It’s mostly just sad, though. The authorities will act to try to prevent the invasions — whether through netting, fences, blocked out seats or partial stadium closures. And with it comes a sense of slippage; of an old, illicit but harmless transgression being taken away.

[See also: Rage against the regime: the Belarus ultras who stood up to Lukashenko]

Content from our partners
A global hub for content producers, gaming and entertainment companies in Abu Dhabi
Insurance: finding sustainable growth in stormy markets
Why public health policy needs to refocus
Select and enter your email address Quick and essential guide to domestic and global politics from the New Statesman's politics team. A weekly newsletter helping you fit together the pieces of the global economic slowdown. The New Statesman’s global affairs newsletter, every Monday and Friday. The New Statesman’s weekly environment email on the politics, business and culture of the climate and nature crises - in your inbox every Thursday. Our weekly culture newsletter – from books and art to pop culture and memes – sent every Friday. A weekly round-up of some of the best articles featured in the most recent issue of the New Statesman, sent each Saturday. A newsletter showcasing the finest writing from the ideas section and the NS archive, covering political ideas, philosophy, criticism and intellectual history - sent every Wednesday. Sign up to receive information regarding NS events, subscription offers & product updates.
  • Administration / Office
  • Arts and Culture
  • Board Member
  • Business / Corporate Services
  • Client / Customer Services
  • Communications
  • Construction, Works, Engineering
  • Education, Curriculum and Teaching
  • Environment, Conservation and NRM
  • Facility / Grounds Management and Maintenance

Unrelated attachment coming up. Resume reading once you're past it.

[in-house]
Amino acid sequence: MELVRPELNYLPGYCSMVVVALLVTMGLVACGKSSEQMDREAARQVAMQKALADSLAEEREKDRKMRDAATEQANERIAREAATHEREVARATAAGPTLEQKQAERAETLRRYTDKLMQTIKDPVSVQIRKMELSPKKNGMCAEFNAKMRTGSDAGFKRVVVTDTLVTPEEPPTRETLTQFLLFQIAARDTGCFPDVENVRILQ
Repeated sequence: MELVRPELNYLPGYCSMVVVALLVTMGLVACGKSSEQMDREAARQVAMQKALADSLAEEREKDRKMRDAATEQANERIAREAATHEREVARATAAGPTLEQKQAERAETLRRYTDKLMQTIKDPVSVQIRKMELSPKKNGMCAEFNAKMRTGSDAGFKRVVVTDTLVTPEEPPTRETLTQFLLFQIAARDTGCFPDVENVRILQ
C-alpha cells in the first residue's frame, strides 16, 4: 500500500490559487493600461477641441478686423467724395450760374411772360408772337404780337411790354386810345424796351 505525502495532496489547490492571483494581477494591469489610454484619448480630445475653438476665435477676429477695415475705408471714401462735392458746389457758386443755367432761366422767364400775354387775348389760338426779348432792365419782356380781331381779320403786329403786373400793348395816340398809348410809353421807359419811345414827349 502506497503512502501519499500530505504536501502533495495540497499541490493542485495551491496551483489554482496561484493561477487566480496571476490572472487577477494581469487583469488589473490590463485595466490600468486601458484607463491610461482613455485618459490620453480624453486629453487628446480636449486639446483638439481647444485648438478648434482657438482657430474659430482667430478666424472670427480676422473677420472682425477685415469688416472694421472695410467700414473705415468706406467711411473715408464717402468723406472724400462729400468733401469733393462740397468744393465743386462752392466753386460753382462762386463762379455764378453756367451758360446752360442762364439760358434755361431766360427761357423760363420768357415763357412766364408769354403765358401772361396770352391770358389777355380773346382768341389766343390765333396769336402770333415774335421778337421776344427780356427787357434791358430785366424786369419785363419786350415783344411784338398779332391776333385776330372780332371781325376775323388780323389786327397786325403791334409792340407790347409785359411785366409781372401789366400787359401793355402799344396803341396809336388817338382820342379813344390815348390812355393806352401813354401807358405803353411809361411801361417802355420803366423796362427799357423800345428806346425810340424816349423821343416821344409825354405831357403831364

• Finance Management
  • Health - Medical and Nursing Management
  • HR, Training and Organisational Development
  • Information and Communications Technology
  • Information Services, Statistics, Records, Archives
  • Infrastructure Management - Transport, Utilities
  • Legal Officers and Practitioners
  • Librarians and Library Management
  • Management
  • Marketing
  • OH&S, Risk Management
  • Operations Management
  • Planning, Policy, Strategy
  • Printing, Design, Publishing, Web
  • Projects, Programs and Advisors
  • Property, Assets and Fleet Management
  • Public Relations and Media
  • Purchasing and Procurement
  • Quality Management
  • Science and Technical Research and Development
  • Security and Law Enforcement
  • Service Delivery
  • Sport and Recreation
  • Travel, Accommodation, Tourism
  • Wellbeing, Community / Social Services
Visit our privacy Policy for more information about our services, how New Statesman Media Group may use, process and share your personal data, including information on your rights in respect of your personal data and how you can unsubscribe from future marketing communications.
THANK YOU

Topics in this article: ,